The modification was used to easier prove statements like the existence of recursive but not primitive recursive functions. And no wonder does it lead also here to the conclusion that a[0]b=b+1.

Quote:Pillar 3 - The Hyper-roots.
...
y = x /[s]2 ---> y <= (y[s-1](y[s]\ x)) /[s-1]2.
I think it should read (y[s-2](y[s-1]\ x)) /[s-1]2 right?

So let us see why this formula actually computes the value of x/[s]2.
It is in iteration formula, so if it has a limit y then
y = (y[s-2](y[s-1]\ x)) /[s-1]2

If we further assume that all arguments are in its bijectivity domain this formula is equivalen to:

y [s-1] 2 = y [s-2] ( y [s-1]\ x )
y [s-2] (y[s-1]1) = y [s-2] (y [s-1]\ x )
y[s-1]1=y [s-1]\ x
y [s-1] (y[s-1] 1) = x

And now under the assumption that y[s]0=1:

y [s] 2 = y [s] (1+1+0) = y[s-1](y[s-1](y[s]0)) = x
y = x [s]/ 2

However the assumption is wrong for s=2, y[2]0=0.

Quote:Konstantin Rubtsov (Rubcov) knows a complicated, but very "clean" demonstration of the commutativity of zeration,
However he did not cleanly state from what laws this commutativity follows. Surely not from the mother law.

Quote:For the moment, I keep the Faith, thinking that, after all, we could consider that statement as part of a postulated axiom (BO ipse, in a moment of ... weakness, dixit!).
Of course if you could derive your solution by the assumption of commutativity that would be fine, however it still contradicts the mother law and I think not even commutativity would make it unique.

Quote:Pillar 4 - The Hyper-means.
The hyper means (a[n]a)/[n+1] 2 = a
follow directly from the assumption that a[n]a=a[n+1]2 which is equivalent to a[n+1]1=a.

Quote:a ^ a = a # 2
a * a = a ^ 2
a + a = a * 2
........
as well as, more particularly (for a = 2), the almost "holy" tetragonal equality:
.... 2 + 2 = 2 * 2 = 2 ^ 2 = 2 # 2 = ..... 2 [s] 2 .... = 4 !!!!!!

Yes, but Gianfranco ( Wink ), all those laws follow from the mother law:
2[s+1]2 = 2[s](2[s+1]1) = 2[s]2 = 4, only for 2[s+1]1=2!
Not for s=0, as 2[1]1=32.

Asserting that a[0]a=a+2 is a bit like asserting that a[1]1=a.
Do you see the similarity?
Assume we had the hierarchy beginning at multiplication [2] and we try to find the operation below [2], i.e. the addition [1].
Then you see, oh, a[n]1=a for all n>1, hence you would be tempted to propose that a[1]1=a though this contradicts the mother law:
12=1[2]2=1[1](1[2]1)=1[1]1

In the same way you see, oh, a[n]a=a[n+1]2 for all n>0 and you are tempted to propose that a[0]a=a+2 though this contradicts the mother law (thanks for giving us this term!).

Quote:I have some doubts concerning its unicity, but this happens in the best families, such as the Euler's Gamma function as extension of the factorial.
Absolutely not, the Euler Gamma function is unique under the condition of logarithmic convexity.
However I never saw any condition that would make KAR's zeration unique. I even showed that it is not unique under certain strong conditions and provided a counter example (different from a[0]b=b+1).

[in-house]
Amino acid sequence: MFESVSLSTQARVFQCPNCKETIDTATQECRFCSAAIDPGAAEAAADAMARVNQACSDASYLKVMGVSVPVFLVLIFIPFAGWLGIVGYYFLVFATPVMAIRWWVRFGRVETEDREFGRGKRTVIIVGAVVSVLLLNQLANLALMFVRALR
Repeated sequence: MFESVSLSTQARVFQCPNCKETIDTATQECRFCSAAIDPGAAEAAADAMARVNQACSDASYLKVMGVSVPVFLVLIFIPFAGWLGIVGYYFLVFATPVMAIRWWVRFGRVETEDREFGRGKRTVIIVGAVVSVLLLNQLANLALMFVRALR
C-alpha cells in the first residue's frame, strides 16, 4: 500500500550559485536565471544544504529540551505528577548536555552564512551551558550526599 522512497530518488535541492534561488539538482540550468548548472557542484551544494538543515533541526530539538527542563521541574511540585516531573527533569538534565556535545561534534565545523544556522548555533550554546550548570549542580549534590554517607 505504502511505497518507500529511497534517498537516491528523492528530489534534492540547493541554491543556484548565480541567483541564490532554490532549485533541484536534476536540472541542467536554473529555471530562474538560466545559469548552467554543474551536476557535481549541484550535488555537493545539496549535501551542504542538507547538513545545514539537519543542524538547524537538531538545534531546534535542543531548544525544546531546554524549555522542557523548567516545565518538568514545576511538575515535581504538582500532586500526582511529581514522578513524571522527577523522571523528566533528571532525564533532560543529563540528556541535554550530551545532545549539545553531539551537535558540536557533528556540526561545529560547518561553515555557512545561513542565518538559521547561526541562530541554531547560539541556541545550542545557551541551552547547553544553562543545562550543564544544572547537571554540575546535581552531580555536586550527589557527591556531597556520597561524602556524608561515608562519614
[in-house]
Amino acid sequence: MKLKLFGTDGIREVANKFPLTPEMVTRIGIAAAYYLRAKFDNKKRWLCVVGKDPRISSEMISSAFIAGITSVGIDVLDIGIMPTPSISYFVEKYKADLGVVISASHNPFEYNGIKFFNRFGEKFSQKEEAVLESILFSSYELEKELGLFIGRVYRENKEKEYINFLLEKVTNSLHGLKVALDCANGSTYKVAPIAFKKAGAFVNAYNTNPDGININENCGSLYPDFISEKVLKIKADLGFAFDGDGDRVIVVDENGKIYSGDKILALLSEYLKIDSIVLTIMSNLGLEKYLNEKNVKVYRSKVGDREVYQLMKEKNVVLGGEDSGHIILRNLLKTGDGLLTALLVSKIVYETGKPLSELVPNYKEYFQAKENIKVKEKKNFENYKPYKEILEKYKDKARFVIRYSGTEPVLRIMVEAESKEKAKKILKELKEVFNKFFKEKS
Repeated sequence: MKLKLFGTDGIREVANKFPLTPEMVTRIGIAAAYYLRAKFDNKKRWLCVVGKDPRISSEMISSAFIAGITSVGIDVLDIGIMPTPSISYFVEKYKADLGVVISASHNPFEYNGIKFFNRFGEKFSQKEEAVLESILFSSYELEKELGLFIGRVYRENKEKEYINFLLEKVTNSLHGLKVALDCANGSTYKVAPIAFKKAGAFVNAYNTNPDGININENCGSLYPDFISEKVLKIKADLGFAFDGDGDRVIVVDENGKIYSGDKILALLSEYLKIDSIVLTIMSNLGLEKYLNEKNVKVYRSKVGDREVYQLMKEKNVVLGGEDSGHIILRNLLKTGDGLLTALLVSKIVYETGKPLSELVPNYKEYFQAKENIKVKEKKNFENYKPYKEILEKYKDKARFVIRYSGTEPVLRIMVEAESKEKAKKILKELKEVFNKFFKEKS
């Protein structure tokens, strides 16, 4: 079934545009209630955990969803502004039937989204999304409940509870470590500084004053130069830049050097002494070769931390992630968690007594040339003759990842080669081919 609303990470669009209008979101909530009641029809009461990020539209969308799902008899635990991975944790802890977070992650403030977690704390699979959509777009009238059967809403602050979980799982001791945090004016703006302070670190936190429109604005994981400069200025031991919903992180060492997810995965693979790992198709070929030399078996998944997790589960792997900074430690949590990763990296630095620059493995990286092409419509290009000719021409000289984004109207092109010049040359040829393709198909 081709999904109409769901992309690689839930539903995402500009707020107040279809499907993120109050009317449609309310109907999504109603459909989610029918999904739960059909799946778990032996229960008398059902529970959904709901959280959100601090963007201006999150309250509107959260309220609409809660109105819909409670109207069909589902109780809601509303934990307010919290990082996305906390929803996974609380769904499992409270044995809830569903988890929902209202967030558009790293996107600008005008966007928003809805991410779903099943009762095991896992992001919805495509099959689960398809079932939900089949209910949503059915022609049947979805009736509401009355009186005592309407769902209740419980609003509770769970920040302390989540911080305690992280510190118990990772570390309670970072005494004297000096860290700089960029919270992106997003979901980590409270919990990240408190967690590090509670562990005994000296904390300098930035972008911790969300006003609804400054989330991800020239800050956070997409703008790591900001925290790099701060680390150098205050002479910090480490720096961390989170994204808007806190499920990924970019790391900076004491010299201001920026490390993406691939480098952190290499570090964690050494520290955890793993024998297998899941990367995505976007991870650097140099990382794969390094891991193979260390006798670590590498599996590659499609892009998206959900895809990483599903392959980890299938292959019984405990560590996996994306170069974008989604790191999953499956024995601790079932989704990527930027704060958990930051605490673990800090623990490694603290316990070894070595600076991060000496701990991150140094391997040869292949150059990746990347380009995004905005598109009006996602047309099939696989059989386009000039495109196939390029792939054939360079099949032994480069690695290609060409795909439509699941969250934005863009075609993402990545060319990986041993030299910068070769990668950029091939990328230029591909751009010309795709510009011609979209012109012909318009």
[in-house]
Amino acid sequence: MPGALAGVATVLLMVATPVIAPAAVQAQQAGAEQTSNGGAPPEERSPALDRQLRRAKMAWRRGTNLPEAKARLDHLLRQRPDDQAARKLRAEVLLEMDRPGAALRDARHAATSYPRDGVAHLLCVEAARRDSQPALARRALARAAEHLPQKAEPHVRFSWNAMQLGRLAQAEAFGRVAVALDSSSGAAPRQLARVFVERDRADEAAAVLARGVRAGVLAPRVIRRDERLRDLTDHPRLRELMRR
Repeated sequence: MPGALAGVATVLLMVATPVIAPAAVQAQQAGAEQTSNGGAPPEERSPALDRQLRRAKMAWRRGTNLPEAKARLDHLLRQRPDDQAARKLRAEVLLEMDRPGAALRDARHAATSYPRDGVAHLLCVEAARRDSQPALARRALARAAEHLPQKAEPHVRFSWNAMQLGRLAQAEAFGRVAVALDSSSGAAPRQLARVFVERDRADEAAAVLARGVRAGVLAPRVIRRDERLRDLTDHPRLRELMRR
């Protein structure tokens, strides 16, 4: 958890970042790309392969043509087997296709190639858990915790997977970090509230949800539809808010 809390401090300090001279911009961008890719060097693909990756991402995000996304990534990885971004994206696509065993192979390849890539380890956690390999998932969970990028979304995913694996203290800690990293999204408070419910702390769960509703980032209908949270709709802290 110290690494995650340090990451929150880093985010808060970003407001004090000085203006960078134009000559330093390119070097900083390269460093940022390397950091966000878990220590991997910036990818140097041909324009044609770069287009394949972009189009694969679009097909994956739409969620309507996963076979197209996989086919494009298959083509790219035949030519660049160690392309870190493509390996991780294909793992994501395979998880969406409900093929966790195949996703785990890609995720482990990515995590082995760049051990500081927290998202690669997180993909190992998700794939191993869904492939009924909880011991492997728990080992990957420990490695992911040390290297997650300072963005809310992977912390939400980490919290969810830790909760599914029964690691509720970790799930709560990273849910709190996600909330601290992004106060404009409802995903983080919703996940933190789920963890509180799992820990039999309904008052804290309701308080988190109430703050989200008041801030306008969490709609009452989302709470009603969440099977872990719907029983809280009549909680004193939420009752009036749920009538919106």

Quote:The Neutral Elements - What somebody calls the left/right unit elements. Let us consider the following general functional equation, including the definition of a fixpoint of the type x = f(x):
x = a[s]x <---> x = a[s+1]oo, which means:
a = x /[s]x <---> a = x /[s+1]oo (inverses, of the root types)

The implementation of that for ranks 3, 2, 1, 0 gives:
x = a^x <---> x = a#oo
a = x-rt x <---> a = oo-srt x = x^(1/x) (no neutral element for rank 3)

x = a*x <---> x = a^oo
a = x/x = 1 <---> a = oo-rt x = x^0 = 1

x = a+x <---> x = a*oo
a = x-x = 0 <---> a = x/oo = 0

x = a°x <---> x = a+oo
a = xçx <---> a = x-oo = -oo (ç stands here for the delta symbol, inverse of "°")

But even the neutral elements dont fall from sky, they can also derived from the mother law, though then you see the real law:

If x /[n+1] t = a then a[n]x=x[n+1]1 (or equivalently (x[n+1]1) /[n] x = a).

And a=x/[n]x only for n>0, because there x[n+1]1=x! You see, even though I didnt intended it, that this is exactly the errornous conclusion/induction to go from x[m]1=x for all m>1 to x[1]1=x, if you assert that also a[0]x=x instead of a[0]x=x[1]1=x+1 (setting n=0 in the above law).

Derivation of the above law:
a[n]x =(x /[n+1] t) [n] x

(x /[n+1] t) [n] x = (x /[n+1] t) [n] ((x /[n+1] t)[n+1]t) = (x /[n+1] t) [n+1] (t+1) = x [n+1] 1

then a[n]x= (x[n+1]1)=x[n+1]1.

Conclusion: each mentioned pillar (without the incorrectly made generalization to zeration) is a (mathematically strict) consequence of the mother law. The general form of the pilars are:

Pillar 3 - The Hyper-roots.
If is the limit of the sequence then .
If (and only if) then .

So the conclusion that tends to is wrong, as .

Pillar 4 - The Hyper-means.
The general law is a[s]2=a[s-1](a[s]1).
If (and only if) a[s]1=a then a = (a[s-1]a)/[s] 2.

this is not satisfied for s=1, a[1]1=a+1a, and hence the conclusion a=(a[0]a)/[1] 2 is wrong.

Pillar 5 - The hyper root limits
If x /[n+1] t = a then a[n]x=x[n+1]1 (or equivalently (x[n+1]1) /[n] x = a).
If (and only if) x[n+1]1=x then a[n]x=x.

x[1]1x hence the conclusion that a[0]x=x is wrong.

In turn all the by you mentioned pillars completely *support* the definition a[0]b=b+1.

Gianfranco, I know you and KAR invested a lot into the development of your zeration. But sometimes its just time to let go.